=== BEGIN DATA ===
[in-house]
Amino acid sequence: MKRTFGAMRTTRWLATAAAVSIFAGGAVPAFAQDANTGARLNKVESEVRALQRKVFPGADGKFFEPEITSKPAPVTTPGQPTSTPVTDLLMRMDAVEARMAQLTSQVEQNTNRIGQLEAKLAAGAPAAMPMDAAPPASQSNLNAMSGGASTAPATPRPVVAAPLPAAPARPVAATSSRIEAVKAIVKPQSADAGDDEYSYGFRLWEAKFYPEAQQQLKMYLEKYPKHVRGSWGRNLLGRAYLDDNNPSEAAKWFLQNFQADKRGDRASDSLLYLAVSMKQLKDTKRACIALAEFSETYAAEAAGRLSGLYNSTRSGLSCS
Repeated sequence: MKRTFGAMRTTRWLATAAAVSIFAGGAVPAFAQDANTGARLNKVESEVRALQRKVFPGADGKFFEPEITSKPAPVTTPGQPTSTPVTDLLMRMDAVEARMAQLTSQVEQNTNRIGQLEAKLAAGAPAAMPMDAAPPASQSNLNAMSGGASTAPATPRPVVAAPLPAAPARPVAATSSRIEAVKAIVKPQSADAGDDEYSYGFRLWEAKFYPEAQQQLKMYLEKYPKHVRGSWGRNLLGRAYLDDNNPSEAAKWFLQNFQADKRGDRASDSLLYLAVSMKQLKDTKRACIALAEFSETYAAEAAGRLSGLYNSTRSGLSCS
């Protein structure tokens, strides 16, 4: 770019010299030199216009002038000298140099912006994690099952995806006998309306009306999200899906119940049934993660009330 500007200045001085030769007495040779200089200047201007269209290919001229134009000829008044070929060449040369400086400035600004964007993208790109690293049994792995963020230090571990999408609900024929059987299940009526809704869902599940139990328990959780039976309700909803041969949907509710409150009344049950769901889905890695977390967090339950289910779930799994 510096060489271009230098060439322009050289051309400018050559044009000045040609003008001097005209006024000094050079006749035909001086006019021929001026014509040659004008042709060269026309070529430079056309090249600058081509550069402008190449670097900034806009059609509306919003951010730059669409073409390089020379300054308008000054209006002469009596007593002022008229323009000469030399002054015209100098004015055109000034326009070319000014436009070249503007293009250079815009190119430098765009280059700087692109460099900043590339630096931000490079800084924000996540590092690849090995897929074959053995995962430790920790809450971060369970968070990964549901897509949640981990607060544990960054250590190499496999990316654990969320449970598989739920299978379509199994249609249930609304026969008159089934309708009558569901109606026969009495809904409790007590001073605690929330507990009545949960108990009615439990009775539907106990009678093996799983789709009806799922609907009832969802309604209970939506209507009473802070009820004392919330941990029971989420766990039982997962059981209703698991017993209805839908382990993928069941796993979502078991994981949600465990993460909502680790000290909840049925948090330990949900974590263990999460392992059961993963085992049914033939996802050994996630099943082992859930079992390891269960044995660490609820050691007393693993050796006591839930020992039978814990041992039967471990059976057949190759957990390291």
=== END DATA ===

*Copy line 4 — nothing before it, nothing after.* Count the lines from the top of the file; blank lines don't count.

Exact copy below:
């Protein structure tokens, strides 16, 4: 770019010299030199216009002038000298140099912006994690099952995806006998309306009306999200899906119940049934993660009330 500007200045001085030769007495040779200089200047201007269209290919001229134009000829008044070929060449040369400086400035600004964007993208790109690293049994792995963020230090571990999408609900024929059987299940009526809704869902599940139990328990959780039976309700909803041969949907509710409150009344049950769901889905890695977390967090339950289910779930799994 510096060489271009230098060439322009050289051309400018050559044009000045040609003008001097005209006024000094050079006749035909001086006019021929001026014509040659004008042709060269026309070529430079056309090249600058081509550069402008190449670097900034806009059609509306919003951010730059669409073409390089020379300054308008000054209006002469009596007593002022008229323009000469030399002054015209100098004015055109000034326009070319000014436009070249503007293009250079815009190119430098765009280059700087692109460099900043590339630096931000490079800084924000996540590092690849090995897929074959053995995962430790920790809450971060369970968070990964549901897509949640981990607060544990960054250590190499496999990316654990969320449970598989739920299978379509199994249609249930609304026969008159089934309708009558569901109606026969009495809904409790007590001073605690929330507990009545949960108990009615439990009775539907106990009678093996799983789709009806799922609907009832969802309604209970939506209507009473802070009820004392919330941990029971989420766990039982997962059981209703698991017993209805839908382990993928069941796993979502078991994981949600465990993460909502680790000290909840049925948090330990949900974590263990999460392992059961993963085992049914033939996802050994996630099943082992859930079992390891269960044995660490609820050691007393693993050796006591839930020992039978814990041992039967471990059976057949190759957990390291």